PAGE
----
ABB ship electrification system demonstrates efficiency, emission cuts

2014-09-01 - As the “Dina Star” rides the waves off its home port of Bergen, Norway, the ABB system distributing electricity on the platform supply vessel is helping trim the ship's fuel consumption by up to 27 percent.
Myklebusthaug's Dina Star, with ABB's Onboard DC Grid helping save fuel, cut emissions

Thanks to ABB’s Onboard DC Grid, the 94-meter Dina Star has proven itself more efficient than existing ships of its kind. By distributing electricity via direct current, its engines run at the precise speed demanded, whether cruising the open sea or delivering supplies to an oil rig in nasty weather.

For owners of yachts, ferries and tug boats that also operate at varying speeds with ever-changing loads, ABB’s Onboard DC Grid promises significant fuel savings and help meeting ever-stricter emissions limits that threaten to drive operational costs higher.

Eero Lehtovaara, head of ABB’s Marine Design House
“To obtain maximum efficiency in operations, you should have maximum flexibility of your ship,” said Eero Lehtovaara, head of ABB’s Marine Design House. “If you have to react fast with the power plant you have, the Onboard DC Grid gives you really significant advantages with fuel costs.”

A revolutionary idea, a half-decade in the making

What seems clear now – test results by marine engine dealer Pon Power confirmed the Dina Star’s better-than-forecast fuel savings – wasn’t so apparent to ABB engineers embarking on the Onboard DC Grid project a half-decade ago.

The question in 2009 was, where aboard a ship offered the greatest opportunity for improvements in efficiency and reliability, said Klaus Vänskä, ABB Marine technology manager in Helsinki.

The solution emerged after much study, he said: Tackle the ship’s engine, which often operates far below its optimum efficiency because it's running at a constant speed, even when its loading level varies depending on the job it's performing.

By distributing electricity via direct current, however, ABB’s Onboard DC Grid allows ship engines to achieve maximum efficiency by controlling their speed to suit the task at hand. That includes, in particular, dynamic positioning, or DP mode, where platform supply vessels like the Dina Star work next to a drillship or transfer supplies close to an installation.

Onboard DC Grid suited for broad operational profile

“If your operational profile has a quite wide range of the power, like in the DP mode where your power varies a great deal, the Onboard DC Grid offers the biggest benefit,” Vänskä said.

Klaus Vänskä, ABB senior technical advisor
Additional advantages include elimination of power distribution components that accompany traditional AC systems, creating more space on board. And with DC electrification, solar panels, fuel cells or batteries can be more easily integrated, boosting potential for future energy savings and emission reductions.

For ship owners like Myklebusthaug, this helps reduce operating risks and maximize profit.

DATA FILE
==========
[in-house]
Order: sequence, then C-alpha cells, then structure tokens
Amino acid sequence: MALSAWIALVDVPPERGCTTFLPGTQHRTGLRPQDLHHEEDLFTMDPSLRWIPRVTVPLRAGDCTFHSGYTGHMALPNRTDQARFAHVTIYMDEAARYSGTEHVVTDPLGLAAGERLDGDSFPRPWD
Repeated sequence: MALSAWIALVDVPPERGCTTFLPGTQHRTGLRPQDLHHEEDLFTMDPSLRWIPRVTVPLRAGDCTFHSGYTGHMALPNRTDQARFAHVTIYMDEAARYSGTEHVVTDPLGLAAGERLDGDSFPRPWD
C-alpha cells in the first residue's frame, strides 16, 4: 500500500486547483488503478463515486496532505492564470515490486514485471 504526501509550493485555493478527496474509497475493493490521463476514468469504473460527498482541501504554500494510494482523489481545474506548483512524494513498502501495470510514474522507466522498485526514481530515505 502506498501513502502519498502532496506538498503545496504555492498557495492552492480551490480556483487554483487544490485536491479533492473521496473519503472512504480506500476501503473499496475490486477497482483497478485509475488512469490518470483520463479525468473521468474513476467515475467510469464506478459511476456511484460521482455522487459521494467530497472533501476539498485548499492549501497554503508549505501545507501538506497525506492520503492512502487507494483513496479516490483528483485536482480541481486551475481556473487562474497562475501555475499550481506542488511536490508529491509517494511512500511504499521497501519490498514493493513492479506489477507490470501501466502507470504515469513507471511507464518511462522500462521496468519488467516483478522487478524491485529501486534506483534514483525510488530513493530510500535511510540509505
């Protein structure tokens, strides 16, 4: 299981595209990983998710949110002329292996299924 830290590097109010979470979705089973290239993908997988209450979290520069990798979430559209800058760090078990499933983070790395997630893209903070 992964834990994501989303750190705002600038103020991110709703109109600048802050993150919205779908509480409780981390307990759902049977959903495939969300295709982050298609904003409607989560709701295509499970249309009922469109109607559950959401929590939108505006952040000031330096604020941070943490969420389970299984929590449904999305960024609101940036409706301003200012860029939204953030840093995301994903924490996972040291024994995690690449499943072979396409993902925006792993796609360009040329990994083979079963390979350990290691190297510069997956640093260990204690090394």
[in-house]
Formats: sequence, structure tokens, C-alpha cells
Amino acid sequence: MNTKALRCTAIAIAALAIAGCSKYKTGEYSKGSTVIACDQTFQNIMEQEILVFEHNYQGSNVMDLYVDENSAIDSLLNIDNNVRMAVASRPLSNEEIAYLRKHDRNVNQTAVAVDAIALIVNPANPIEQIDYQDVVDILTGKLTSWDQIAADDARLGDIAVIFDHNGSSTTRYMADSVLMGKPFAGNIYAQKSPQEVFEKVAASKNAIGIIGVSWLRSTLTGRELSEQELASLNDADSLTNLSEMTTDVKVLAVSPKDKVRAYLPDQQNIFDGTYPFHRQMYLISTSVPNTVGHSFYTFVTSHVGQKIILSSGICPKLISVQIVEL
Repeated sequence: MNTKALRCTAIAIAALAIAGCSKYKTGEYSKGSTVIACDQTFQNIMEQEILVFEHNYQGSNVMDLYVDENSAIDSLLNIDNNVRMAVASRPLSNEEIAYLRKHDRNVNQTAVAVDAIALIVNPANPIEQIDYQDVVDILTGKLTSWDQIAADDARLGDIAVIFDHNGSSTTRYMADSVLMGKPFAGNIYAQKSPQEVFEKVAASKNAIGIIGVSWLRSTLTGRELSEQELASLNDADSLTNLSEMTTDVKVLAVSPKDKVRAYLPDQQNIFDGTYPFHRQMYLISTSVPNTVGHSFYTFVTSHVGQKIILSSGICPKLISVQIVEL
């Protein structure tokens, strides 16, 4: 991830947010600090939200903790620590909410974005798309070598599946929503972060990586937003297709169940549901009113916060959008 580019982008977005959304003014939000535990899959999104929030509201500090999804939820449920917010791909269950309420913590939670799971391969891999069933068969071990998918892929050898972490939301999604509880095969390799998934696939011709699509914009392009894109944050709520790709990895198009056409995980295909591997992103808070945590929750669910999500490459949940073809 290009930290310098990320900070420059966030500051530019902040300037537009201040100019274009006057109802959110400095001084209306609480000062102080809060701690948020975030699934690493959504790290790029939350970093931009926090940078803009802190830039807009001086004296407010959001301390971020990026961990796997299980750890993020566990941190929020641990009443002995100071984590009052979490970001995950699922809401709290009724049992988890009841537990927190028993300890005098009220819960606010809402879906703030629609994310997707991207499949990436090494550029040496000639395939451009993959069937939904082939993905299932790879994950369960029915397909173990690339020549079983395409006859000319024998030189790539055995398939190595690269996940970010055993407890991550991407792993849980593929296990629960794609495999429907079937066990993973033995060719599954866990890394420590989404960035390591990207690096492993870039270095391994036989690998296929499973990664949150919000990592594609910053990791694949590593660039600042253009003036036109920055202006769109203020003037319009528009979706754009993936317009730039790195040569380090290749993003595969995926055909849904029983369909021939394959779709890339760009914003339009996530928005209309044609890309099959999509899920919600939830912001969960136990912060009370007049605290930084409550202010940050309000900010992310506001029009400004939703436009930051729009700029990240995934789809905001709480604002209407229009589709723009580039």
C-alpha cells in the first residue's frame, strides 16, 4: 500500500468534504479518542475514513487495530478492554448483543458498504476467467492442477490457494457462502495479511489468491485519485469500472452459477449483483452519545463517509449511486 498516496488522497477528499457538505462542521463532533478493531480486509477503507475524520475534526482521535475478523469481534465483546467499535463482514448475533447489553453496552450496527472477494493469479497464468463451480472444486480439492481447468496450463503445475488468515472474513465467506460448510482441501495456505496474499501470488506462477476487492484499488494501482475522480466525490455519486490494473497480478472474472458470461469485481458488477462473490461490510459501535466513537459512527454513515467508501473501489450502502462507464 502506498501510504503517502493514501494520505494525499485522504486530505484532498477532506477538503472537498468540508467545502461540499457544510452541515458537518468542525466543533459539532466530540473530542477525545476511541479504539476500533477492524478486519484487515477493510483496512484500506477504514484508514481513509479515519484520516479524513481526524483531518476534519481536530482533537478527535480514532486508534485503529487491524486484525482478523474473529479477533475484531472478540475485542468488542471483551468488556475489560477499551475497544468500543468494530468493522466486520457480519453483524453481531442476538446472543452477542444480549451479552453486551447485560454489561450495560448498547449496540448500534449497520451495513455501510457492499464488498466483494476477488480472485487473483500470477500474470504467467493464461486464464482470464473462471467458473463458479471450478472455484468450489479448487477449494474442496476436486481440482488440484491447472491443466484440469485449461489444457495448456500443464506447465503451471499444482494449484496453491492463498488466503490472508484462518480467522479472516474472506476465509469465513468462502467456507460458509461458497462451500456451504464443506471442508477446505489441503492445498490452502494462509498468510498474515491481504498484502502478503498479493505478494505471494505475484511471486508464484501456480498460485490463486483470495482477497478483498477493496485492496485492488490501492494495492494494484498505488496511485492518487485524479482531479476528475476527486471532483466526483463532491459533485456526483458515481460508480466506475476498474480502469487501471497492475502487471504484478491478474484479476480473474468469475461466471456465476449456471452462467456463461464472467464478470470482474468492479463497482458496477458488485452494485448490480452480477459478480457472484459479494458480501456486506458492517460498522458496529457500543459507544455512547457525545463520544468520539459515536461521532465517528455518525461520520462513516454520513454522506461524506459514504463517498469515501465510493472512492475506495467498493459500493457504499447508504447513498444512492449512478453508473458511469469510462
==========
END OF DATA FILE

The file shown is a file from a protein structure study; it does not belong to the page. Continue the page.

“We operate in a highly competitive market where customers are increasing their focus on operational costs and environmental impact,” said Tore Myklebusthaug, Myklebusthaug Offshore’s general manager. “The results from Dina Star are promising and enhance our competitive edge."

Team effort

The project demanded a multidisciplinary team of ABB experts, stretching from Finland to Turgi, Switzerland, where technicians installed ABB main generator rectifier and excitation systems, to Ulsteinvik, Norway, home of ABB Marine’s Low Voltage drives.

ABB corporate researchers joined in, too, modeling the Onboard DC Grid with simulations. “The expertise is in house,” Vänskä said. “Smaller companies don’t have corporate research centers that would help you.”

The task wasn’t merely to ensure more efficient electrification, but also to achieve the same safety level of existing AC systems.

Tests show 27 percent reduction of specific fuel consumption aboard the Dina Star
“Safety comes first at sea,” said Ulf U. Ødegaard, an ABB engineer from Norway who worked on the project. “If we couldn’t manage the safety system, we wouldn’t have the Onboard DC Grid.”

The evidence ABB reached its goal? The American Bureau of Shipping and Det Norske Veritas have extended initial approvals, meaning ABB can execute the Onboard DC Grid for prospective shipowners with the same predictability and consistency as with technology covered by existing class rules.

ABB is working with Lloyd’s Register and Bureau Veritas, to further advance the technology’s acceptance by maritime classification societies.

Benefits exceeded expectations

The system’s advantages, however, surpassed even expectations of engineers who worked most intimately on the project. During testing, Dina Star crew noticed something nobody had been counting on: a 30 percent noise reduction.

Running engines at the frequency required for the job means those aboard enjoy a significantly improved working environment.

“It came as an additional benefit we found during the sea trial,” Vänskä said. “It was the owner who realized it, comparing it to the existing vessel he had.”

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